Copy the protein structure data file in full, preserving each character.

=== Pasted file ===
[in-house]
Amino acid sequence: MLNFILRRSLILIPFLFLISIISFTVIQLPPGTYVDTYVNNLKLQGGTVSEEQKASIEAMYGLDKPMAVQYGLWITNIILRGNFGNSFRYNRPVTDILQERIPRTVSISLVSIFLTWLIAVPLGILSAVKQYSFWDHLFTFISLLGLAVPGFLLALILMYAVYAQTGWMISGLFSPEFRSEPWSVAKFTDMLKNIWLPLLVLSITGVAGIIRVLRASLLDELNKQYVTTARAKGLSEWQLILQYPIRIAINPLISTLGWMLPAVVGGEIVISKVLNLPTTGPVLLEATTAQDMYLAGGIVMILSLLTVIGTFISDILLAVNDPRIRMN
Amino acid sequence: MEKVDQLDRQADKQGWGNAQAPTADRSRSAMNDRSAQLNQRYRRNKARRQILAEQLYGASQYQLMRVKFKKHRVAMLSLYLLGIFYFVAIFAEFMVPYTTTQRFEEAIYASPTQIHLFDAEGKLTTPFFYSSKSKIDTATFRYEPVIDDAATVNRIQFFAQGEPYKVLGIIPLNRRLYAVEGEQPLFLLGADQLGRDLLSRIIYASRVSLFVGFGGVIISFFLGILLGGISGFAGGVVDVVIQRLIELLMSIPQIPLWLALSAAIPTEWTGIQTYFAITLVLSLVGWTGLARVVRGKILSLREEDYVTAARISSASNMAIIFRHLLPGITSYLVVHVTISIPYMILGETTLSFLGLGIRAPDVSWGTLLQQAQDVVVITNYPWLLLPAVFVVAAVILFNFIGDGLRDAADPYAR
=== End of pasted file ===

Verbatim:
[in-house]
Amino acid sequence: MLNFILRRSLILIPFLFLISIISFTVIQLPPGTYVDTYVNNLKLQGGTVSEEQKASIEAMYGLDKPMAVQYGLWITNIILRGNFGNSFRYNRPVTDILQERIPRTVSISLVSIFLTWLIAVPLGILSAVKQYSFWDHLFTFISLLGLAVPGFLLALILMYAVYAQTGWMISGLFSPEFRSEPWSVAKFTDMLKNIWLPLLVLSITGVAGIIRVLRASLLDELNKQYVTTARAKGLSEWQLILQYPIRIAINPLISTLGWMLPAVVGGEIVISKVLNLPTTGPVLLEATTAQDMYLAGGIVMILSLLTVIGTFISDILLAVNDPRIRMN
Amino acid sequence: MEKVDQLDRQADKQGWGNAQAPTADRSRSAMNDRSAQLNQRYRRNKARRQILAEQLYGASQYQLMRVKFKKHRVAMLSLYLLGIFYFVAIFAEFMVPYTTTQRFEEAIYASPTQIHLFDAEGKLTTPFFYSSKSKIDTATFRYEPVIDDAATVNRIQFFAQGEPYKVLGIIPLNRRLYAVEGEQPLFLLGADQLGRDLLSRIIYASRVSLFVGFGGVIISFFLGILLGGISGFAGGVVDVVIQRLIELLMSIPQIPLWLALSAAIPTEWTGIQTYFAITLVLSLVGWTGLARVVRGKILSLREEDYVTAARISSASNMAIIFRHLLPGITSYLVVHVTISIPYMILGETTLSFLGLGIRAPDVSWGTLLQQAQDVVVITNYPWLLLPAVFVVAAVILFNFIGDGLRDAADPYAR